Kubernetes objects can be created, updated, and deleted by using the
command-line tool along with an object configuration file written in YAML or JSON.
This document explains how to define and manage objects using configuration files.
You need to have a Kubernetes cluster, and the kubectl command-line tool must be configured to communicate with your cluster. If you do not already have a cluster, you can create one by using Minikube, or you can use one of these Kubernetes playgrounds:
To check the version, enter
kubectl tool supports three kinds of object management:
See Kubernetes Object Management for a discussion of the advantages and disadvantage of each kind of object management.
You can use
kubectl create -f to create an object from a configuration file.
Refer to the kubernetes API reference
kubectl create -f <filename|url>
Warning: Updating objects with the
replacecommand drops all parts of the spec not specified in the configuration file. This should not be used with objects whose specs are partially managed by the cluster, such as Services of type
LoadBalancer, where the
externalIPsfield is managed independently from the configuration file. Independently managed fields must be copied to the configuration file to prevent
replacefrom dropping them.
You can use
kubectl replace -f to update a live object according to a
kubectl replace -f <filename|url>
You can use
kubectl delete -f to delete an object that is described in a
kubectl delete -f <filename|url>
You can use
kubectl get -f to view information about an object that is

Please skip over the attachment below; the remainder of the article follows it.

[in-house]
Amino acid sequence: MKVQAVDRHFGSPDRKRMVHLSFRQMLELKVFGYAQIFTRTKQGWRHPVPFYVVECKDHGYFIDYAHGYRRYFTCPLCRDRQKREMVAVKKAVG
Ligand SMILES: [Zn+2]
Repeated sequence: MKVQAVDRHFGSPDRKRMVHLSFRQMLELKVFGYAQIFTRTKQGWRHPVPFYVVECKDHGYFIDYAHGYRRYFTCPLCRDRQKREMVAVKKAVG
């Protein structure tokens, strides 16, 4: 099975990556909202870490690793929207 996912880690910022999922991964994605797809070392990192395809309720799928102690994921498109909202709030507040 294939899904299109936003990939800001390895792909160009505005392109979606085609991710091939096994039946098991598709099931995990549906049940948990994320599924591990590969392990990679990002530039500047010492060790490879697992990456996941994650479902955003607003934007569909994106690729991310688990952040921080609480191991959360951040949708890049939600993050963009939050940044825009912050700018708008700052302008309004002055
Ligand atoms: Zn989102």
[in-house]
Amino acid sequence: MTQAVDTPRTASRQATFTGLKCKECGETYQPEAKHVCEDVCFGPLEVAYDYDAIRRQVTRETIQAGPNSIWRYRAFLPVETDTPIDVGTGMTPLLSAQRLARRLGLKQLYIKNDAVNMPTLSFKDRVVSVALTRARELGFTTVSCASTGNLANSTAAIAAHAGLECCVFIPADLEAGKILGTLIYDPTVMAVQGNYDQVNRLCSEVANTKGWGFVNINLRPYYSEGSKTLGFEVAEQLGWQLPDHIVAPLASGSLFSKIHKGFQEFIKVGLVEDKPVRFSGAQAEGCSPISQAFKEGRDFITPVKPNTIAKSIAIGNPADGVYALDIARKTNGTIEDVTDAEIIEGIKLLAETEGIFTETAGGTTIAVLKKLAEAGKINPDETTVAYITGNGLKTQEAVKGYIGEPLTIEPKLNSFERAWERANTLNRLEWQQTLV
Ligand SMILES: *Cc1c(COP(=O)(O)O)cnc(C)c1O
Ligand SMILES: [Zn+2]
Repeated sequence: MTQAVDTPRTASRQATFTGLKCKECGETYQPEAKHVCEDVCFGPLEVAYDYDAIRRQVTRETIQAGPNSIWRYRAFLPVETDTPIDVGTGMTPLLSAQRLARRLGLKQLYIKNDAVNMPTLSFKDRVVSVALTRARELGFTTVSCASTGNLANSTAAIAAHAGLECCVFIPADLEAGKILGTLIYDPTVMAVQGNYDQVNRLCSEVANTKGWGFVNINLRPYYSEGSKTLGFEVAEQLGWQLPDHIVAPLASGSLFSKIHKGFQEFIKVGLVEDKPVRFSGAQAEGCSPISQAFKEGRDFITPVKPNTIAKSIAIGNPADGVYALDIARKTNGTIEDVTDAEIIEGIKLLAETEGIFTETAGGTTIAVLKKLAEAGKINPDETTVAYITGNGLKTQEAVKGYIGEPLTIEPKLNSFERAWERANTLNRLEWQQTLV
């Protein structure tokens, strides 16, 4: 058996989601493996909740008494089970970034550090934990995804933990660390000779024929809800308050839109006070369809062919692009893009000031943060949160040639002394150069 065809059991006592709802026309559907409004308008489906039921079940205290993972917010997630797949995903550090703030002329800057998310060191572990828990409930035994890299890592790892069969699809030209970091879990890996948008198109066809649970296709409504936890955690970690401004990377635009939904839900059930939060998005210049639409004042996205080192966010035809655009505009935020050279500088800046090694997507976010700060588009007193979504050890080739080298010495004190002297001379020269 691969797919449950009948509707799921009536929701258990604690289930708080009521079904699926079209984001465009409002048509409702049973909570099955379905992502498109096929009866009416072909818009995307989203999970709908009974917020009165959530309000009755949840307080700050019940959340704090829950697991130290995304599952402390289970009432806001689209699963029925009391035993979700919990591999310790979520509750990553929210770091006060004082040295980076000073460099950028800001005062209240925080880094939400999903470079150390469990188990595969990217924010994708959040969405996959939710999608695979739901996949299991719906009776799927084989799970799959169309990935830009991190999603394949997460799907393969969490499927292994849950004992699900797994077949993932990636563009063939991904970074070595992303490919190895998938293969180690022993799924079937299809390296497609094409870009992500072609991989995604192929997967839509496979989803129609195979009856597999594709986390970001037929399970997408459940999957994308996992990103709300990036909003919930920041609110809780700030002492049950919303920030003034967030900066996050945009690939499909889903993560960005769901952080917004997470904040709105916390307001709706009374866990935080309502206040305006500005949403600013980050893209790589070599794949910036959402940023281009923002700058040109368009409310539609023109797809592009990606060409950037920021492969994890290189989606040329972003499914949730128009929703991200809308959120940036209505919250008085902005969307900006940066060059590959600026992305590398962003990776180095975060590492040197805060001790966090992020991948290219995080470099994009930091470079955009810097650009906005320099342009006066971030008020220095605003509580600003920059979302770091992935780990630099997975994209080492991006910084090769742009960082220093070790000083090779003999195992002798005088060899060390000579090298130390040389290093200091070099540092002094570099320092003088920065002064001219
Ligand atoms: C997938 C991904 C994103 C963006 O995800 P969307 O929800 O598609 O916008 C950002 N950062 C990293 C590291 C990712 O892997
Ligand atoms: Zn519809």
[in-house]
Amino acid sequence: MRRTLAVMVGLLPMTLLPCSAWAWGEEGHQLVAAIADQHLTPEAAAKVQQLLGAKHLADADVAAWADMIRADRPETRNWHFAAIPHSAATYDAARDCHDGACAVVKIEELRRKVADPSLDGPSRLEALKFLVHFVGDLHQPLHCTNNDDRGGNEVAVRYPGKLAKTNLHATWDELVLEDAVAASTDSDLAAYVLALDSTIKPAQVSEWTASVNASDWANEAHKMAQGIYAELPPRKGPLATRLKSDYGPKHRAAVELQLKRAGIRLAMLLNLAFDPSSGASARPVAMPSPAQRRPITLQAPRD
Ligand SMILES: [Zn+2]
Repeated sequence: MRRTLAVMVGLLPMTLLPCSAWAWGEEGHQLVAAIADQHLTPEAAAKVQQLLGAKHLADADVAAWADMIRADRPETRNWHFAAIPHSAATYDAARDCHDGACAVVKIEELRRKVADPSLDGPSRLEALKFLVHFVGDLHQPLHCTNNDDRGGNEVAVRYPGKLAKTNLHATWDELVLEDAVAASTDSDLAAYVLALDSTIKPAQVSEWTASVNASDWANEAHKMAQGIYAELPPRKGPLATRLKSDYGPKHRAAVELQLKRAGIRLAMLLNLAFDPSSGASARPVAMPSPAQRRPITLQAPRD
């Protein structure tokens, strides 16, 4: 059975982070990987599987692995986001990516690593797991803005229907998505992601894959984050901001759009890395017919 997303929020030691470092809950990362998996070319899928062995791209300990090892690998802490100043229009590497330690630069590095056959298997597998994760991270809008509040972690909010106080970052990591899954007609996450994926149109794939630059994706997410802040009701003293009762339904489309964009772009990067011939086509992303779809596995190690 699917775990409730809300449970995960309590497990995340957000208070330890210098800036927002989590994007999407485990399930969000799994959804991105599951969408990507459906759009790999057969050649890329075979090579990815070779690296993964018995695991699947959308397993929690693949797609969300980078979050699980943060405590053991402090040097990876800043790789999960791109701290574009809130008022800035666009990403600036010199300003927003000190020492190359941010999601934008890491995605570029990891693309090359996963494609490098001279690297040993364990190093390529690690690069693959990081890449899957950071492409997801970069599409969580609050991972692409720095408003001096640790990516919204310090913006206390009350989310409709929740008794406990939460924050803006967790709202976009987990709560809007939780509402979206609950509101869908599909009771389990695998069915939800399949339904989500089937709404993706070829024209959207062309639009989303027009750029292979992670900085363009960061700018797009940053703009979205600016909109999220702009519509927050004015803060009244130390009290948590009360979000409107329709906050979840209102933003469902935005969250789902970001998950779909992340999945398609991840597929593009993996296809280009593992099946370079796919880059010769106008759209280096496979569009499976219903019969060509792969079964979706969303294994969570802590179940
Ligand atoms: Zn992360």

described in a configuration file.
kubectl get -f <filename|url> -o yaml
-o yaml flag specifies that the full object configuration is printed.
kubectl get -h to see a list of options.
delete commands work well when each object’s
configuration is fully defined and recorded in its configuration
file. However when a live object is updated, and the updates are not merged
into its configuration file, the updates will be lost the next time a
is executed. This can happen if a controller, such as
a HorizontalPodAutoscaler, makes updates directly to a live object. Here’s
If you need to support multiple writers to the same object, you can use
kubectl apply to manage the object.
Suppose you have the URL of an object configuration file. You can use
kubectl create --edit to make changes to the configuration before the
object is created. This is particularly useful for tutorials and tasks
that point to a configuration file that could be modified by the reader.
kubectl create -f <url> --edit
Migrating from imperative commands to imperative object configuration involves several manual steps.
Export the live object to a local object configuration file:
kubectl get <kind>/<name> -o yaml > <kind>_<name>.yaml
Manually remove the status field from the object configuration file.
For subsequent object management, use
kubectl replace -f <kind>_<name>.yaml
Warning: Updating selectors on controllers is strongly discouraged.
The recommended approach is to define a single, immutable PodTemplate label used only by the controller selector with no other semantic meaning.
selector: matchLabels: controller-selector: "extensions/v1beta1/deployment/nginx" template: metadata: labels: controller-selector: "extensions/v1beta1/deployment/nginx"
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